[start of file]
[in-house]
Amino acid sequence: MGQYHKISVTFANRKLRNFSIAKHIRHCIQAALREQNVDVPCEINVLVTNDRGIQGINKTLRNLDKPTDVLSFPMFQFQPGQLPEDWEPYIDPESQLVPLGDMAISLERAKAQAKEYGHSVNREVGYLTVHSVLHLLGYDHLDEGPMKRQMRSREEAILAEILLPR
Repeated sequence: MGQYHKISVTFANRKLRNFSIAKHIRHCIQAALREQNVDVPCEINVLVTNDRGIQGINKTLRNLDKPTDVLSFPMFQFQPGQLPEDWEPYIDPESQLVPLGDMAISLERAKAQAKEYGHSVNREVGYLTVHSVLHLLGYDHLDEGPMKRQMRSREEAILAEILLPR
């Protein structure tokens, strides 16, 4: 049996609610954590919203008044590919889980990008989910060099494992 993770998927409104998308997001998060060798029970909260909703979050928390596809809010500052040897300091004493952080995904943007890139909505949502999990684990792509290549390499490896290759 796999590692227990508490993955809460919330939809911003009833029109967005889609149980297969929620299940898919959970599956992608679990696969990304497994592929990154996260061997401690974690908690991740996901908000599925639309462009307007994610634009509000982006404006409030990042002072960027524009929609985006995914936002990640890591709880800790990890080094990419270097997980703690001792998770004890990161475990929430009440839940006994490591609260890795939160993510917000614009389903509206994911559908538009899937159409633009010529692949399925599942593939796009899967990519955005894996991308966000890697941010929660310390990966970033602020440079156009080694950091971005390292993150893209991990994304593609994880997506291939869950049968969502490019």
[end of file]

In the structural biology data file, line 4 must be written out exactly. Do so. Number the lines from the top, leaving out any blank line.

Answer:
């Protein structure tokens, strides 16, 4: 049996609610954590919203008044590919889980990008989910060099494992 993770998927409104998308997001998060060798029970909260909703979050928390596809809010500052040897300091004493952080995904943007890139909505949502999990684990792509290549390499490896290759 796999590692227990508490993955809460919330939809911003009833029109967005889609149980297969929620299940898919959970599956992608679990696969990304497994592929990154996260061997401690974690908690991740996901908000599925639309462009307007994610634009509000982006404006409030990042002072960027524009929609985006995914936002990640890591709880800790990890080094990419270097997980703690001792998770004890990161475990929430009440839940006994490591609260890795939160993510917000614009389903509206994911559908538009899937159409633009010529692949399925599942593939796009899967990519955005894996991308966000890697941010929660310390990966970033602020440079156009080694950091971005390292993150893209991990994304593609994880997506291939869950049968969502490019």